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Dr. Henry: hand washing makes big difference

By Hannah Scott, Local Journalism Initiative reporter

Published 4:07 PDT, Thu October 15, 2020

Last Updated: 4:07 PDT, Thu October 15, 2020

Today is Global Handwashing Day, and provincial health officer Dr. Bonnie Henry took the opportunity to remind people that washing hands helps prevent the spread of COVID-19.

“The simple act of cleaning our hands can make a big difference in our lives, making sure we are protecting each other and ourselves from COVID-19 but also from many other illnesses,” she said.

Soap and warm running water should be used to clean hands, but if this is not possible then alcohol-based hand sanitizer can be used instead.

During a regular update, Henry also announced 142 new cases of the virus in BC today, including three epidemiologically linked cases. This brings the province’s total to 11,034—just one week after surpassing the 10,000 case mark.

There are 1,494 active cases in the province and 3,683 people who are under active public health monitoring as a result of identified exposure to known cases. There were no new deaths reported.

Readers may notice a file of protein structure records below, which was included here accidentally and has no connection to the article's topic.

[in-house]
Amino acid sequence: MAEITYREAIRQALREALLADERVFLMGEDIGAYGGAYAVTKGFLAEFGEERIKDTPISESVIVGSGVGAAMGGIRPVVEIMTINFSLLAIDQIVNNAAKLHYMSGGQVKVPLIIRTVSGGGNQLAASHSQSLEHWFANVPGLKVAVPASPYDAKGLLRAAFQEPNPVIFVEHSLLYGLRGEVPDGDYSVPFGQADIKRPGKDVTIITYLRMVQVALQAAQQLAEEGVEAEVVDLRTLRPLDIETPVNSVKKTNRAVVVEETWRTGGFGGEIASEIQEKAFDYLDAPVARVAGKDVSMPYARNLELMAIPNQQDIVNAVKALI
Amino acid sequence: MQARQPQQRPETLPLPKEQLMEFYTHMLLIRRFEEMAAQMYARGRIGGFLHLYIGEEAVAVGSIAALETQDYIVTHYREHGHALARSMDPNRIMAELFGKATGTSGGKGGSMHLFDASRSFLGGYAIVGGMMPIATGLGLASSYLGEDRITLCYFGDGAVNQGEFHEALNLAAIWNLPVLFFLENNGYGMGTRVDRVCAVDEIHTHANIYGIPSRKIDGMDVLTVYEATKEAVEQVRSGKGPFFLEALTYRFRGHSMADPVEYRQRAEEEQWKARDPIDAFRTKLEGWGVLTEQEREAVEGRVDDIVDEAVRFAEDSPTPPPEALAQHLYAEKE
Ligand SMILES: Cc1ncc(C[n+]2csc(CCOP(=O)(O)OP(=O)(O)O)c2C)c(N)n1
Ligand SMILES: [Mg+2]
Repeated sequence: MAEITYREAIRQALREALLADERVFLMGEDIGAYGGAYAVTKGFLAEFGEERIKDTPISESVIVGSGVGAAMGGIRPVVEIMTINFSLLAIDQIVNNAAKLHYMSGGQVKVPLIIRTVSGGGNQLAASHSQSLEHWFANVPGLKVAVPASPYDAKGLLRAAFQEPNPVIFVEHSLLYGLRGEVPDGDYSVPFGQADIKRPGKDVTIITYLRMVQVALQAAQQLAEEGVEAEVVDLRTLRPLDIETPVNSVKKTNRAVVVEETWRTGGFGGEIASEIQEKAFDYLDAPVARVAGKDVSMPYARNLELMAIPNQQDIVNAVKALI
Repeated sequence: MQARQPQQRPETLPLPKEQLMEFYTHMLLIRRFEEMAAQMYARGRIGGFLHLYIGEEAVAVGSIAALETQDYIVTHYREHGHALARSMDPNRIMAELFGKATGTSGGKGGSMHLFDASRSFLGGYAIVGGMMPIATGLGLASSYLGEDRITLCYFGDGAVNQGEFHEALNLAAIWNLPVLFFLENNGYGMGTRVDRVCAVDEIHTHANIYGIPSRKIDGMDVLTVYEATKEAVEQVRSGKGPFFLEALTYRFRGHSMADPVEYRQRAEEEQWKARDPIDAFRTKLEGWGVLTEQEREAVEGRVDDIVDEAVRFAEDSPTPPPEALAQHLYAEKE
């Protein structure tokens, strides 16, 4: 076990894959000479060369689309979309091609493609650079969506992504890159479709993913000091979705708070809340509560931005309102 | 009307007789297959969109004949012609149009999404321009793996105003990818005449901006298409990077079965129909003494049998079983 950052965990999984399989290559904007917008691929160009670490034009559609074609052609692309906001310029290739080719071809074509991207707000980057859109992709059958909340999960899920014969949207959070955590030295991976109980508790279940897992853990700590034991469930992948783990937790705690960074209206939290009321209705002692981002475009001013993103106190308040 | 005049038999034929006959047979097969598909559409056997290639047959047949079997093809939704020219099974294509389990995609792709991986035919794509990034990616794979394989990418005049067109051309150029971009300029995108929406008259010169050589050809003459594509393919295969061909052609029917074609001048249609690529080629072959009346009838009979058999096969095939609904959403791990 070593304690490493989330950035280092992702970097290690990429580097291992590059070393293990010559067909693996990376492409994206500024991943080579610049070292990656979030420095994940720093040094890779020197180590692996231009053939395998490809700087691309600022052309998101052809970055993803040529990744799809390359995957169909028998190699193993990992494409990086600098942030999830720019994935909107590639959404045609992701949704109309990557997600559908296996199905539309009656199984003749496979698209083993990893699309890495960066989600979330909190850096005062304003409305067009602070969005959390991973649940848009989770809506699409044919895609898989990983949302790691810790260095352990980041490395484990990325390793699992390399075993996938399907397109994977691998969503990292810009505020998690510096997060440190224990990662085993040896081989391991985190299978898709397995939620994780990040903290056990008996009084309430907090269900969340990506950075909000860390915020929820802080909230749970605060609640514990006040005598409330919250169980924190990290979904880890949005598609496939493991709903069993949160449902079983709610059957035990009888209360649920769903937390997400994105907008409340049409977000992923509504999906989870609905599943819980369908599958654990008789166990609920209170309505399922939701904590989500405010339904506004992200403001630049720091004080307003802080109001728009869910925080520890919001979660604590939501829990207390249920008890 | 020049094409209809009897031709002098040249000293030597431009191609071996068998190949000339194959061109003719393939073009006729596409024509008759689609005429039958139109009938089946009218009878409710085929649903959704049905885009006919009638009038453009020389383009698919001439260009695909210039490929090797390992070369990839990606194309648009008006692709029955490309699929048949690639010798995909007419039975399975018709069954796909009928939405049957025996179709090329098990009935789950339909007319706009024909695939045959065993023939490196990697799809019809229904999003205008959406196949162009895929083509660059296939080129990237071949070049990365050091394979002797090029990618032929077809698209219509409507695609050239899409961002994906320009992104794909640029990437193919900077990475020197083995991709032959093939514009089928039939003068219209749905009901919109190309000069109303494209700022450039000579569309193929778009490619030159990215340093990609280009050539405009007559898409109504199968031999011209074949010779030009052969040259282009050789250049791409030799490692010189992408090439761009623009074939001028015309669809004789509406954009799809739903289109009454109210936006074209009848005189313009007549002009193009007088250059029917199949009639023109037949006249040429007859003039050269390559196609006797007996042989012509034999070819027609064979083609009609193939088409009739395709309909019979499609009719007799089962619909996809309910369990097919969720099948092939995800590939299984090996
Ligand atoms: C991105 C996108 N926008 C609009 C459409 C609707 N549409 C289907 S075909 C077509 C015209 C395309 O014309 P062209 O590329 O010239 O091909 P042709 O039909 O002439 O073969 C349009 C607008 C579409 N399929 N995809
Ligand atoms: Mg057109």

Ten people were discharged from hospital, with 74 people still in hospital across the province. Twenty-four of those people are in intensive care. Henry said most people who were discharged in the last day were in the Vancouver Coastal Health region.

There were no new healthcare outbreaks, and 19 active outbreaks continue in the healthcare sector—17 in longterm care or assisted living and two in acute care. There was one new community cluster announced in the interior of BC at a FedEx processing location. Contact tracing is underway by public health teams, and there is no risk to members of the public who may be picking up packages.

Henry said there is no concern identified with BC’s supply of flu vaccines, nor delays with the manufacturer. She added the best time to get the flu vaccine is in the next few weeks, at the end of October and into November.

“That’s where we get the maximum protection through influenza season,” she said.

Henry also confirmed BC’s first case of multi-system inflammatory syndrome (MIS-C), a rare syndrome found in children that is usually associated with COVID-19. The child, who is under age five, tested positive for COVID-19 this week and was subsequently diagnosed with MIS-C. To date, 16 children in BC have been assessed for the syndrome but have not tested positive for COVID-19.

For a list of community exposure events, click here.

For the latest medical updates, including case counts, prevention, risks and testing, visit: http://www.bccdc.ca/ or follow @CDCofBC on Twitter.

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